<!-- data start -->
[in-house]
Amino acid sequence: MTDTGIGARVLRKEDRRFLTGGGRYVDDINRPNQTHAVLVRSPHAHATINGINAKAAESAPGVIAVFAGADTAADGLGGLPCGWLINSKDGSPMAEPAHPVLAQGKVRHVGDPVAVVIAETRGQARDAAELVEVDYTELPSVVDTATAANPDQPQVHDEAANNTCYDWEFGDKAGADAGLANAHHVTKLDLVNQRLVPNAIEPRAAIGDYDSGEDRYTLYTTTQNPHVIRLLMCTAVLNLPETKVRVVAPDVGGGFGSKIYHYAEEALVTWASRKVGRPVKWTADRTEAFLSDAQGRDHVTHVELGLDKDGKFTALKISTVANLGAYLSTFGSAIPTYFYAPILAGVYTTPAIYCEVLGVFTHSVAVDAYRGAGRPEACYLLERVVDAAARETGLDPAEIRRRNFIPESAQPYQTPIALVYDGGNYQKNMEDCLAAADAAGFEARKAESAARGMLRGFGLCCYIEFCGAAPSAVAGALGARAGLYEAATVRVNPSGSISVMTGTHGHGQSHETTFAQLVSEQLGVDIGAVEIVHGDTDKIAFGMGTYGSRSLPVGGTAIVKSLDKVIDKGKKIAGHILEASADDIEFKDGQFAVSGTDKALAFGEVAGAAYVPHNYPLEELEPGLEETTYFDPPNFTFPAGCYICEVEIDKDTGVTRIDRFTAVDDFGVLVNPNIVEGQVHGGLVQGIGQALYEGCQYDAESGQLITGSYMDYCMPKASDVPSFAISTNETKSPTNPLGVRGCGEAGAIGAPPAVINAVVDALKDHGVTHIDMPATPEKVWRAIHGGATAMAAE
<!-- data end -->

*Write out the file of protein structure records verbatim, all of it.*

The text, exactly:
[in-house]
Amino acid sequence: MTDTGIGARVLRKEDRRFLTGGGRYVDDINRPNQTHAVLVRSPHAHATINGINAKAAESAPGVIAVFAGADTAADGLGGLPCGWLINSKDGSPMAEPAHPVLAQGKVRHVGDPVAVVIAETRGQARDAAELVEVDYTELPSVVDTATAANPDQPQVHDEAANNTCYDWEFGDKAGADAGLANAHHVTKLDLVNQRLVPNAIEPRAAIGDYDSGEDRYTLYTTTQNPHVIRLLMCTAVLNLPETKVRVVAPDVGGGFGSKIYHYAEEALVTWASRKVGRPVKWTADRTEAFLSDAQGRDHVTHVELGLDKDGKFTALKISTVANLGAYLSTFGSAIPTYFYAPILAGVYTTPAIYCEVLGVFTHSVAVDAYRGAGRPEACYLLERVVDAAARETGLDPAEIRRRNFIPESAQPYQTPIALVYDGGNYQKNMEDCLAAADAAGFEARKAESAARGMLRGFGLCCYIEFCGAAPSAVAGALGARAGLYEAATVRVNPSGSISVMTGTHGHGQSHETTFAQLVSEQLGVDIGAVEIVHGDTDKIAFGMGTYGSRSLPVGGTAIVKSLDKVIDKGKKIAGHILEASADDIEFKDGQFAVSGTDKALAFGEVAGAAYVPHNYPLEELEPGLEETTYFDPPNFTFPAGCYICEVEIDKDTGVTRIDRFTAVDDFGVLVNPNIVEGQVHGGLVQGIGQALYEGCQYDAESGQLITGSYMDYCMPKASDVPSFAISTNETKSPTNPLGVRGCGEAGAIGAPPAVINAVVDALKDHGVTHIDMPATPEKVWRAIHGGATAMAAE